I could go on and on, but I’ll end it there. The truth is that Heart Dads could have a really tremendous impact on our world. We can be mighty! We are mighty! This journey has its ups and downs and frustrations, and it’s easy to be caught up. But the truth is, I force myself to remember that every time I lay Nolan down to sleep it signals another day I was blessed to have him in my life. And with that in mind, I refuse to just coast through this Heart Dad life…I didn’t choose it, it chose me. So I’m gonna give it – and Nolan – my best. After all, why wouldn’t I want to fight to get more of these hugs?
Stay strong, Heart Dads!
When I started this blog I wanted it to be a place where heart dads could come and get information from and connect with a fellow heart dad. Today, though, I want to actually step away from the “heart” piece and focus on the “dad” part. It’s Father’s Day and I wanted to wish a happy Father’s Day to all my readers! I hope it’s an awesome day for you and your families, and I know that with your experience, every holiday becomes a big one when you can spend more time with your heart child and they’re doing well.
I remember back in college whenever I’d be asked the typical “Where do you see yourself in x years?” question in a group setting, I’d often be the only one who would ever mention anything about having a family. I thought that was interesting. To be honest, I haven’t had a good relationship with my father and I think that fueled me towards becoming the best dad I could be one day. Since then, God’s blessed me with 3 awesome boys to help protect and mold into fine young men. And also to be honest, I haven’t the slightest idea how to do that. Not the foggiest. I don’t necessarily have an example to go by so I’m pretty much winging it and learning new things all the time. Am I the perfect dad? No. Will I ever be? Unfortunately not. What I will do, however, is try my very best with every bone in my body.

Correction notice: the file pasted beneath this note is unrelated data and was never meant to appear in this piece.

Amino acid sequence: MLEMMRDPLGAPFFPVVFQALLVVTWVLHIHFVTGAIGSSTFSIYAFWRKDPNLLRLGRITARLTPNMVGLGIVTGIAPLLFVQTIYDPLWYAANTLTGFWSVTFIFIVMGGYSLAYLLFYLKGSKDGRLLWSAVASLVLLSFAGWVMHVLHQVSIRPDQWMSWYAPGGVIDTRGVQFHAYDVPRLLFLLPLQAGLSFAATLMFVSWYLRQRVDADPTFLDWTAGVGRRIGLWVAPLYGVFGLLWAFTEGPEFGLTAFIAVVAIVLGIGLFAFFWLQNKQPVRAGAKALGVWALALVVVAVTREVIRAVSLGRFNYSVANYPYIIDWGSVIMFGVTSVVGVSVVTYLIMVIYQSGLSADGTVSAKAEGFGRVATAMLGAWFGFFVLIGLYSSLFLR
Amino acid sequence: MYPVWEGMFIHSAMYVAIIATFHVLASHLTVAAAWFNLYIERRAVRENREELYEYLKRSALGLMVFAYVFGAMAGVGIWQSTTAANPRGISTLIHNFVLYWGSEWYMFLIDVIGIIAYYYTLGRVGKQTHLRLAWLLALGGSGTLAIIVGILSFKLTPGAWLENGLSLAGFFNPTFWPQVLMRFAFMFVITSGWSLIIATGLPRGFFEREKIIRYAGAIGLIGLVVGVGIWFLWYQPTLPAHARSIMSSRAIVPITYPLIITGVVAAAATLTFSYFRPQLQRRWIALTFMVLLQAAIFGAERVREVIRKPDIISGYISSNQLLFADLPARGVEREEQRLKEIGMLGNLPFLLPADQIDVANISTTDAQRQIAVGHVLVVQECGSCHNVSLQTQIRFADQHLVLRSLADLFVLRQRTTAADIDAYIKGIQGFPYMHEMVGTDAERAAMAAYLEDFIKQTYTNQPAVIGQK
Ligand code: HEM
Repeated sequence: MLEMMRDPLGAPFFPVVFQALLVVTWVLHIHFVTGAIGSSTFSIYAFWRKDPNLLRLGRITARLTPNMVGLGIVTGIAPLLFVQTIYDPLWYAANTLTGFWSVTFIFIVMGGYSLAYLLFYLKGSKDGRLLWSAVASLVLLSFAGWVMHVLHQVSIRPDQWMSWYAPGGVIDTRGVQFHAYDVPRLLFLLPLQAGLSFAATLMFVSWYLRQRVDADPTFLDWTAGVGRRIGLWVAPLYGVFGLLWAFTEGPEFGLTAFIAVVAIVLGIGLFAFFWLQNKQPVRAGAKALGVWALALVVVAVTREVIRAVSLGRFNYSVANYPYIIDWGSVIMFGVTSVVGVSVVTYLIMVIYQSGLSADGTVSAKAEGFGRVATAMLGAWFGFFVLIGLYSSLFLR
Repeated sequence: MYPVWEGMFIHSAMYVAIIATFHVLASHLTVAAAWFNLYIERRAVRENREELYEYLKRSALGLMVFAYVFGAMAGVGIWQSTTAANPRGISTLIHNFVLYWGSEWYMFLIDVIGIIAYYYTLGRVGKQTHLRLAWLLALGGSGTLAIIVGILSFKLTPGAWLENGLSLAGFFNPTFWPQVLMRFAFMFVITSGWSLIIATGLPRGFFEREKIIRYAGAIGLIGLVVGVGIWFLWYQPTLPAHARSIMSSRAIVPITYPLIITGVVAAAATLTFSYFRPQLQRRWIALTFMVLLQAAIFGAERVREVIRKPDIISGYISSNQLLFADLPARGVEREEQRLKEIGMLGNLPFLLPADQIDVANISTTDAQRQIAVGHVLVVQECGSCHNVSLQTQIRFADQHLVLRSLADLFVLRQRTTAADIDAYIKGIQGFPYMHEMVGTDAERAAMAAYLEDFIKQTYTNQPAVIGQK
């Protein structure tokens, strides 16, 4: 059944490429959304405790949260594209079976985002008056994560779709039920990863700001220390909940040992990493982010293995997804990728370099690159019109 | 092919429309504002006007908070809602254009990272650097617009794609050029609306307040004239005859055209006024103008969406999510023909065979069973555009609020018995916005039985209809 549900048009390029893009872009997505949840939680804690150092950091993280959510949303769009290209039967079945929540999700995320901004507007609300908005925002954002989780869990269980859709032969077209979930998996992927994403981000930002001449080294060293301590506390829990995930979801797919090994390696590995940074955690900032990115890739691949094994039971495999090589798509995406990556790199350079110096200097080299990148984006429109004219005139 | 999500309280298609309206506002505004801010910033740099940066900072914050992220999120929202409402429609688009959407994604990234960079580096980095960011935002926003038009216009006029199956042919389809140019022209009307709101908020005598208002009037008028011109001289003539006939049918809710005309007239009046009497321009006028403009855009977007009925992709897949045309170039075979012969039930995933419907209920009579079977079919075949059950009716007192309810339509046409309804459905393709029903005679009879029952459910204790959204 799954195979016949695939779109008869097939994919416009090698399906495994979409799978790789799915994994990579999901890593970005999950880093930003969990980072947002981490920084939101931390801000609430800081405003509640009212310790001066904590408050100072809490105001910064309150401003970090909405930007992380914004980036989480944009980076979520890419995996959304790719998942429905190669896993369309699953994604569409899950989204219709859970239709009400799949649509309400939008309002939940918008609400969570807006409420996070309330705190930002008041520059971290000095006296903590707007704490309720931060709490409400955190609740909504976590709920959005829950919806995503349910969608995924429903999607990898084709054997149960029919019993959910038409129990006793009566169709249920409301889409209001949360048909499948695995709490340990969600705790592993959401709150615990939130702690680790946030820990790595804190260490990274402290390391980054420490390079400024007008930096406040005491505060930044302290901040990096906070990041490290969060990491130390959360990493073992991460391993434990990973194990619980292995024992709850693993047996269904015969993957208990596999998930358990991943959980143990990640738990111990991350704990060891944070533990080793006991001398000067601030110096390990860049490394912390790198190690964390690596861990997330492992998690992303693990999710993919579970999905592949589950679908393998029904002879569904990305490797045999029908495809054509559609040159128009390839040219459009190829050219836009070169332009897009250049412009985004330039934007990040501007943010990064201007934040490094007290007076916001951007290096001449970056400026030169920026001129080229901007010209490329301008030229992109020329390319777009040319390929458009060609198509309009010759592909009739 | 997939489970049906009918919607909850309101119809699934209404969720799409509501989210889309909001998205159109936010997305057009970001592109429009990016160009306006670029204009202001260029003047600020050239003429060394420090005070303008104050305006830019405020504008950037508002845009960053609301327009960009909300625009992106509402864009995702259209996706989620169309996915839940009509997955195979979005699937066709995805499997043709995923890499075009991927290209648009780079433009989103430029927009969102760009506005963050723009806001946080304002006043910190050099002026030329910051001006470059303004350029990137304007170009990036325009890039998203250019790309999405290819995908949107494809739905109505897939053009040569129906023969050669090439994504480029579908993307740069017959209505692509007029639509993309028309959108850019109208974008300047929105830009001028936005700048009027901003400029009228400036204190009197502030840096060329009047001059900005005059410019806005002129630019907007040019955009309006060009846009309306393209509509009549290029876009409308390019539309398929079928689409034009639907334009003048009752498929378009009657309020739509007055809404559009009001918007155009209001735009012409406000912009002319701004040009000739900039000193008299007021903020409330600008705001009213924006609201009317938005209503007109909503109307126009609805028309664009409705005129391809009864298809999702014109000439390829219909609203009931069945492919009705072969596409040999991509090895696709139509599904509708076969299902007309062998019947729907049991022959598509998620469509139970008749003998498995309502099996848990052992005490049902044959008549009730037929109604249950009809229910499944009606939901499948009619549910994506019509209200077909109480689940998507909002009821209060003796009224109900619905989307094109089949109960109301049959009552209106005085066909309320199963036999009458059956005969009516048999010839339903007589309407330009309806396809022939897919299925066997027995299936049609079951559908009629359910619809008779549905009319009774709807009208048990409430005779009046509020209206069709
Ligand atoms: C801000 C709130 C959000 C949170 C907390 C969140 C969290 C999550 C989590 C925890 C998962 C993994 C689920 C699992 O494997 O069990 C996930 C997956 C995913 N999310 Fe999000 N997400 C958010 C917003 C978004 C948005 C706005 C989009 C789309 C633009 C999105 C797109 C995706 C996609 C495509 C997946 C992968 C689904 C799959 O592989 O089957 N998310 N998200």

A dad’s life is an interesting one. TV and movies portray dads as typically dumb and lazy, Father’s Day sometimes gets the “meh” treatment (if you compare advertising and whatnot), and I remember all the weird looks I’d get when I was staying home with my oldest son and I’d take him grocery shopping during the day. Thus far, though, I can honestly say the most important part of being a dad is being there. No, I don’t mean “being there” as in “Hey, I’ve been on the couch all day everyday,” I mean it as really being there for your kids. Support them, make memories with them, take lots of pictures, act silly, laugh a lot…because even if they don’t remember it, you always will. It’s not enough to simply pay the bills and put food on the table, you need to invest in your kids. And that’s easy to forget, especially when I’m determined to wash a mountain of dishes but my oldest wants me to sit next to him and watch Backyardigans. Can the dishes wait 20 more minutes til he goes to bed? They always can. The world ain’t gonna explode over a little cleanup in the kitchen. But you know what, sometimes I have to stop and remind myself of that. And you know what else? I always feel relaxed and happy after watching Backyardigans with my 4 year old, as opposed to washing dishes, which can be exhausting sometimes. Why is this important? Lemme drop some knowledge on you: about 95% of the inmates in prison in the United States right now are males, and about 85% of those men had no father involved in their life. Yeah. Whoa. This is serious business.